After an attack on a Berlin rabbi on month ago, the German capital has been rocked by two new antisemitic incidents. The Jewish community says society as a whole needs to combat anti-Semitism.
On Wednesday (26.09.2012), the Secretary General of the Central Council of Jews in Germany, Stephan Kramer, was threatened with an attack. On the same day, a taxi driver in Berlin refused to drive a family to a synagogue. Both cases have been picked up by the police for investigation.
The two incidents took place only about a month after an attack on a rabbi that made the headlines across Germany - 53-year-old Daniel Alter was beaten up by a group of teenagers and verbally abused for being Jewish. The victim said the attacks were of Arab origin.
But Levi Salomon, anti-Semitism commissioner for the Jewish Community of Berlin organization, does not think that Berlin has become any more anti-Semitic than it was. "This city is a mirror of society in general," he said. "I believe that anti-Semitism is simply deeply rooted in Germany."
The two incidents that took place this week received media coverage from all the major papers in Berlin. The Berliner Zeitung daily wrote in an editorial that society had to react: "It is not enough to ask for the voice of reason. A threat to Berlin's Jewish community is an attack on social order that we cannot accept."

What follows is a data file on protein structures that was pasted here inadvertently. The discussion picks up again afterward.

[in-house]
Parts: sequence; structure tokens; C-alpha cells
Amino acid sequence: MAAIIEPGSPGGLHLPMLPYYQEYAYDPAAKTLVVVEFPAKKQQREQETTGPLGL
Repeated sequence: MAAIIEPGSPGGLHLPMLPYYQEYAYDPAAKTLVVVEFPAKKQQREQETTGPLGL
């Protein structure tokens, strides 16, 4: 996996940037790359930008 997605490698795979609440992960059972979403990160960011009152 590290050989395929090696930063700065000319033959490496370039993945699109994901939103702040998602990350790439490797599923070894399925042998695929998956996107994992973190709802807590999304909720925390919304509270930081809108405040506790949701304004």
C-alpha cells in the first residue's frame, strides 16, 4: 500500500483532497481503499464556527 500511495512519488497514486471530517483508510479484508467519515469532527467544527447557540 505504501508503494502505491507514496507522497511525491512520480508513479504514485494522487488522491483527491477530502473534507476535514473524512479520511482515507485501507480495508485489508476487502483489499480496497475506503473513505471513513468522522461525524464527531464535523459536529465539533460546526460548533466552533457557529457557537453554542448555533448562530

Berlin Mayor Klaus Wowereit strongly criticized the incidents and called on the capital's citizens to take a stand. "Beyond the reaction of the security authorities, it remains society's task to condemn any form of anti-Semitism and xenophobia," he said in a press release.
The incidents took place on Yom Kippur, one of the most important of Jewish religious holidays, though whether this was the motivation for the attacks remains unclear. Speaking through her spokesman on the same day, Angela Merkel had wished all Jews in Germany a good Yom Kippur.
In response to the attack on Daniel Alter, a Berlin flashmob protested against intolerance and anti-Semitism
Salomon believes the political debate on religious circumcision is part of the reason why anti-Semitic attacks in Germany are on the rise. In May 2012, a Cologne court had ruled that the circumcision of boys amounted to bodily harm and was therefore against the law. Both Jewish and Muslim organizations have strongly criticized the ruling. The German parliament is now create a legal basis for allowing religious circumcision, which is to come into effect this autumn.
Though many politicians are alert to the problem of anti-Semitism, some in society see an opportunity to now express their xenophobic feelings, says Salomon. He believes the best way to combat anti-Semitism is to gradually change perceptions in society. "A debate on the future of Judaism in Germany is not only advisable – it is necessary," he said.